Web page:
A fundamentally conservative work that only partially succeeds in finding common ground with the Christian left.



A timely discussion of the relationship between Christianity and contemporary U.S. politics.

Noting the mounting tensions inside American churches over politics, Kinton (Descending Mount Sinai, 2017, etc.) endeavors to provide Christians with a guidebook on how to unite conservatives and liberals within the Church without compromising fundamentals of the faith. Urging Christians to avoid the hot-button issues of our day, he instead calls for them to “speak on universal political truths.” By focusing on these broad issues, Kinton hopes that Christians of all political ideologies can align. His strongest chapter is a nuanced discussion of the various ways Christians have interpreted “nonviolence” and practical applications today. This chapter attempts to build not only bridges across political lines, but denominational lines as well. He brings in the perspectives of evangelicals, Jesuits, and Charismatic Christians. Other chapters touch on income inequality and racism and corresponding analyses of leading Christian thinkers (from both the right and the left of the ideological spectrum). Kinton’s efforts at finding common ground, while noble, may prove frustrating for everyone in that they don’t provide much critical assessment of either side. (This is one of the few works that favorably cites both far-right pundit Ann Coulter and black liberation theologian James Cone.) Though Kinton admirably seeks to unite the seemingly ununitable, it’s evident that he leans toward conservative evangelicalism. His chapter on prophecy concludes with a standard “End Times” narrative held to by mostly evangelicals, and his discussion on “sexual immorality” presupposes a traditional interpretation of biblical sexuality that lacks the nuance found in his discussion of nonviolence and other issues. Most glaringly given the political context that inspired the book, the author only neutrally mentions Donald Trump, while criticizing Hillary Clinton. Ironically, one uncritical reference to Trump is not only included in the chapter on sexual immorality, but comes only a page after the author alleges that liberals too often “revert to labeling and name-calling.”

A fundamentally conservative work that only partially succeeds in finding common ground with the Christian left.

Pub Date: Oct. 16, 2018

ISBN: 978-1-973641-58-2

Page Count: 156

Publisher: Westbow Press

Review Posted Online: July 11, 2019

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Stricter than, say, Bergen Evans or W3 ("disinterested" means impartial — period), Strunk is in the last analysis...



Privately published by Strunk of Cornell in 1918 and revised by his student E. B. White in 1959, that "little book" is back again with more White updatings.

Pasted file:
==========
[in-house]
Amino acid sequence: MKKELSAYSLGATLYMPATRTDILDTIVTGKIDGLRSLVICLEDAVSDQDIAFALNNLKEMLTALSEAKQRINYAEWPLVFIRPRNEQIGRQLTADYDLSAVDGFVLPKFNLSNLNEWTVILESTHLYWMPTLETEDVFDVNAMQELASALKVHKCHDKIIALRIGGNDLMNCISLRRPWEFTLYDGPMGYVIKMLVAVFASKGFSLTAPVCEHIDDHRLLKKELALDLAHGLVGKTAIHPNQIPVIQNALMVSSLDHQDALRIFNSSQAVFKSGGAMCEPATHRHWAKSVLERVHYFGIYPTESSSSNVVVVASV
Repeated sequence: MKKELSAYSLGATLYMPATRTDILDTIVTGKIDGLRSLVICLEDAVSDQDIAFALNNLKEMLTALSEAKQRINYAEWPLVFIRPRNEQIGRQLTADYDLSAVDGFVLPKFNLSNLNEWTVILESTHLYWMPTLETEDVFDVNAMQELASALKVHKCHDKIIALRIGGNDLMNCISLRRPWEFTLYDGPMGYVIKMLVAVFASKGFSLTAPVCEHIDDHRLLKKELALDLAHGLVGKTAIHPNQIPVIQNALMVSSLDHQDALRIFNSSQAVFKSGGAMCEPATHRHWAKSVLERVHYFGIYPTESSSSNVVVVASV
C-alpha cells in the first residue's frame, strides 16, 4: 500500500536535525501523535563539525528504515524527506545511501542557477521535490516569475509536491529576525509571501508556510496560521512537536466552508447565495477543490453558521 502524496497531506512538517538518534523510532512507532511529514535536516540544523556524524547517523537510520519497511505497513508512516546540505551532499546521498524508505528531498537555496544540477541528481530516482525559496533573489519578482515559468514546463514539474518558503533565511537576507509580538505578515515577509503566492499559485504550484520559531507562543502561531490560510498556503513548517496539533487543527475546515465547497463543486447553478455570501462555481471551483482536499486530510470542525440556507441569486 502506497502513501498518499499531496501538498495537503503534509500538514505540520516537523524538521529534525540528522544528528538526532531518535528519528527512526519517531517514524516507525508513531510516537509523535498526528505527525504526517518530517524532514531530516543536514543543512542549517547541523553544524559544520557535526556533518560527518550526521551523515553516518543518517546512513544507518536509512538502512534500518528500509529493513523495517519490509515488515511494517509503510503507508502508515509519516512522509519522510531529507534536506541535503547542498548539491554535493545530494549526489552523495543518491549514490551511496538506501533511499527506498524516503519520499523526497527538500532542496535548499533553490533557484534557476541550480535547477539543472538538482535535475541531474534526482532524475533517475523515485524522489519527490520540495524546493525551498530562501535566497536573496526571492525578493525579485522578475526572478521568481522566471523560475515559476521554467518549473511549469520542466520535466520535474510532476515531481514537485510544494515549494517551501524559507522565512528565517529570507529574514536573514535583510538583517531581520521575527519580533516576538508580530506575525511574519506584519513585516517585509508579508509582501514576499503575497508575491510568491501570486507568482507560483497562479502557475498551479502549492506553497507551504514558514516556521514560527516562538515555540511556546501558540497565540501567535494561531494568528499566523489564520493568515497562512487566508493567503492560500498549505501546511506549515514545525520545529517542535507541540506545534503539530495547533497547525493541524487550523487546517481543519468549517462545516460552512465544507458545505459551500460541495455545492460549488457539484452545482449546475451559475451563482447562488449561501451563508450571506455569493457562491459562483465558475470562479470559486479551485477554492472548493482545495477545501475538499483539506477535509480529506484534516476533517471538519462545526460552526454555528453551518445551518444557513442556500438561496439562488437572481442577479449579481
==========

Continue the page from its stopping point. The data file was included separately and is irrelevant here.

Stricter than, say, Bergen Evans or W3 ("disinterested" means impartial — period), Strunk is in the last analysis (whoops — "A bankrupt expression") a unique guide (which means "without like or equal").

Pub Date: May 15, 1972

ISBN: 0205632645

Page Count: 105

Publisher: Macmillan

Review Posted Online: Oct. 28, 2011

Kirkus Reviews Issue: May 1, 1972

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From the national correspondent for PBS's MacNeil-Lehrer Newshour: a moving memoir of her youth in the Deep South and her role in desegregating the Univ. of Georgia. The eldest daughter of an army chaplain, Hunter-Gault was born in what she calls the ``first of many places that I would call `my place' ''—the small village of Due West, tucked away in a remote little corner of South Carolina. While her father served in Korea, Hunter-Gault and her mother moved first to Covington, Georgia, and then to Atlanta. In ``L.A.'' (lovely Atlanta), surrounded by her loving family and a close-knit black community, the author enjoyed a happy childhood participating in activities at church and at school, where her intellectual and leadership abilities soon were noticed by both faculty and peers. In high school, Hunter-Gault found herself studying the ``comic-strip character Brenda Starr as I might have studied a journalism textbook, had there been one.'' Determined to be a journalist, she applied to several colleges—all outside of Georgia, for ``to discourage the possibility that a black student would even think of applying to one of those white schools, the state provided money for black students'' to study out of state. Accepted at Michigan's Wayne State, the author was encouraged by local civil-rights leaders to apply, along with another classmate, to the Univ. of Georgia as well. Her application became a test of changing racial attitudes, as well as of the growing strength of the civil-rights movement in the South, and Gault became a national figure as she braved an onslaught of hostilities and harassment to become the first black woman to attend the university. A remarkably generous, fair-minded account of overcoming some of the biggest, and most intractable, obstacles ever deployed by southern racists. (Photographs—not seen.)

Pub Date: Nov. 1, 1992

ISBN: 0-374-17563-2

Page Count: 192

Publisher: Farrar, Straus and Giroux

Review Posted Online: May 20, 2010

Kirkus Reviews Issue: Sept. 1, 1992

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